October 16, 2019

For Britain, Another Step Away From Europe

Many bankers and economists are pondering that question after Mr. Cameron’s surprising decision last week to leave Britain out of a historic accord aimed at moving Europe closer to political as well as monetary union.

Mr. Cameron said the pact lacked safeguards to protect the City of London, Britain’s version of Wall Street, against future regulations that might not be in its best interests. And because France and Germany would not bend on his proposed protections, he would not sign on to their plan for more tightly coordinated oversight of European Union governments’ revenue and spending.

Now, though, some in Britain worry that the nation’s ability to halt or shape what is expected to be a wave of future financial regulation from European Union headquarters will be severely constrained if Britain does not have a seat at the negotiating table. And so it remains to be seen whether the City financiers Mr. Cameron wanted to protect will eventually end up feeling grateful — or marginalized.

To be sure, few believe that his decision represents an immediate and mortal blow to London’s ambition to remain a center of international finance. Whatever banks and their overseers might eventually do on the Continent, much of the rest of the financial world — including the money centers of New York, Hong Kong and Tokyo — is likely to still see London as a primary node in the round-the-world, round-the-clock network.

Britain’s banks make more cross-border loans than those of any other country in the world, 18 percent of the global total. London is also home to the largest foreign exchange market in the world. And it remains the headquarters for the large banks that trade European sovereign debt, a business unlikely to go away any time soon.

Financial machinery aside, language, habits and history suggest that London will continue to be a magnet for the globally minded.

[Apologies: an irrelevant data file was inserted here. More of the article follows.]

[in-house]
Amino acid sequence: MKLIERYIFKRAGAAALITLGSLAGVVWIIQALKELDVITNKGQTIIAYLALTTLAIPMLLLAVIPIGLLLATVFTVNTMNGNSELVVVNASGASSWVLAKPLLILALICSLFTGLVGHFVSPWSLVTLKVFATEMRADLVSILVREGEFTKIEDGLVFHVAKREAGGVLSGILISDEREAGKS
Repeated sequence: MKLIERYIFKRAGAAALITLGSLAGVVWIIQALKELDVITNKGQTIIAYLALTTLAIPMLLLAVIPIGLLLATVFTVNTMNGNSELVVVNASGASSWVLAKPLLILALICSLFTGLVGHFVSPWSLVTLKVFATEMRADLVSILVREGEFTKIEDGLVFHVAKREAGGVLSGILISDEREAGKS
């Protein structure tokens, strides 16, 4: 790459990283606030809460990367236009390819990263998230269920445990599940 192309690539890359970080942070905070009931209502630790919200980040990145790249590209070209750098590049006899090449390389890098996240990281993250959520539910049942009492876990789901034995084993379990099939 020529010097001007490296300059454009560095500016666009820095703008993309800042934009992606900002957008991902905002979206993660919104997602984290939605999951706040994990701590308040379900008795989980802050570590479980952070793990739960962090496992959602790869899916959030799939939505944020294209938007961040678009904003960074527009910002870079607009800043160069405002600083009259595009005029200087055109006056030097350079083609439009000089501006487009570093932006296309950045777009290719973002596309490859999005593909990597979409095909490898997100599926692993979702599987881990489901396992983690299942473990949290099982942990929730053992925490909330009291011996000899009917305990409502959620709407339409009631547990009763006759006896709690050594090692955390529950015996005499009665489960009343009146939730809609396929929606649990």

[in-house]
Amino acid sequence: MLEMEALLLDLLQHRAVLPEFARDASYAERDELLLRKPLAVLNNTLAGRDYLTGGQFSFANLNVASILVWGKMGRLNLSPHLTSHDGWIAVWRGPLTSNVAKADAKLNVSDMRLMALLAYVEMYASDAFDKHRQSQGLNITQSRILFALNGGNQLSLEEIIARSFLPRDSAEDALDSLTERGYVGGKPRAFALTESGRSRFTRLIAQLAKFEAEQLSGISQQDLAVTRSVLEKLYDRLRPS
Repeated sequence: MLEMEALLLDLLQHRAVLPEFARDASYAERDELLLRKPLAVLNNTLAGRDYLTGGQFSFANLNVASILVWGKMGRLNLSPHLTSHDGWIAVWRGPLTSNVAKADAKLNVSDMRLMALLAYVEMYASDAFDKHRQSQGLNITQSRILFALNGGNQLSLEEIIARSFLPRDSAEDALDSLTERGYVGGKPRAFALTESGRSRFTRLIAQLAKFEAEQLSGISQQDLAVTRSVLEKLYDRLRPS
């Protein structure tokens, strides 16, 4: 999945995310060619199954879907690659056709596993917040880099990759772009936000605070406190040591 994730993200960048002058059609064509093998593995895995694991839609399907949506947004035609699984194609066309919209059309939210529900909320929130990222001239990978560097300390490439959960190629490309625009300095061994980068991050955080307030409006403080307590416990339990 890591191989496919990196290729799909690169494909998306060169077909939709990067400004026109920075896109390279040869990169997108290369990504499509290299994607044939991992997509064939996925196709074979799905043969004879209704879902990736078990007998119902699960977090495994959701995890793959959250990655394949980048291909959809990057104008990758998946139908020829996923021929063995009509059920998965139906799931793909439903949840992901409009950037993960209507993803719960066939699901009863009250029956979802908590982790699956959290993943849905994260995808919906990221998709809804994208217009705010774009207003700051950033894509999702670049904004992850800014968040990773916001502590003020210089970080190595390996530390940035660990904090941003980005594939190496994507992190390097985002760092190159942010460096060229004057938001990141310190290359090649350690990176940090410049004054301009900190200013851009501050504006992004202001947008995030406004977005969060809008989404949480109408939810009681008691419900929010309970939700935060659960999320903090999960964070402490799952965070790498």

But some analysts nonetheless worry that Mr. Cameron’s desire to espouse the stubbornly independent British bulldog could harm the City over the long term.

“This is the worst possible news — the relative decline of the City of London relative to other financial centers in Europe is now a very real risk,” said Graham Bishop, a former London banker who is a consultant on European financial and regulatory matters. 

The decline will not happen at once, he argued. Europe is well aware that financial institutions in London have strong and deep links to the Continent.

But Britain, whose refusal to adopt the euro currency has long put it somewhat at odds with the European Union’s other biggest economies, appears to have estranged itself further from Europe’s policy inner circle.

With Britain now essentially having but one vote among 27 others in the European Union, the chipping away of London’s competitive position will be inevitable, Mr. Bishop contended.

Mr. Cameron has been cheered by the powerful faction of his Conservative Party that sees evil in all that Europe does. But it is unlikely that the constituency his veto was meant to protect — banks, hedge funds and insurance companies operating in the City of London — would welcome a further waning of Britain’s ability to influence regulations from Brussels.

Those executives, many of whom are French, German or Spanish, are a pragmatic, global lot. And they tend to shy away from public confrontation and wish only for an operating environment that continues to play to the City’s strength: providing competitive banking and financial services to an increasingly global economy.

“They will be very worried,” Mr. Bishop predicted.

For Britain, the stakes are huge.  

The fear is that the pact the other European Union members agreed to at the Brussels summit meeting will harden an emerging 17-member euro zone caucus within the 27-member European Union — a bloc that votes together on issues, particularly on financial regulations, that could work against the City of London.

Until now, Britain has been able to assemble blocking minorities on measures it opposes. That happened, for example, with a recent proposal to raise revenue for European governments by taxing financial transactions — a tax that would have put new fees on every trade of stocks, bonds and other financial instruments.

It is not hard to understand why Mr. Cameron and Britain vehemently opposed that particular measure. The new tax would have been imposed on activities that occur in the City more often and at greater volume than anywhere else in Europe.

Article source: http://feeds.nytimes.com/click.phdo?i=f0d325c22de74f274e8b6336b1a8b29b

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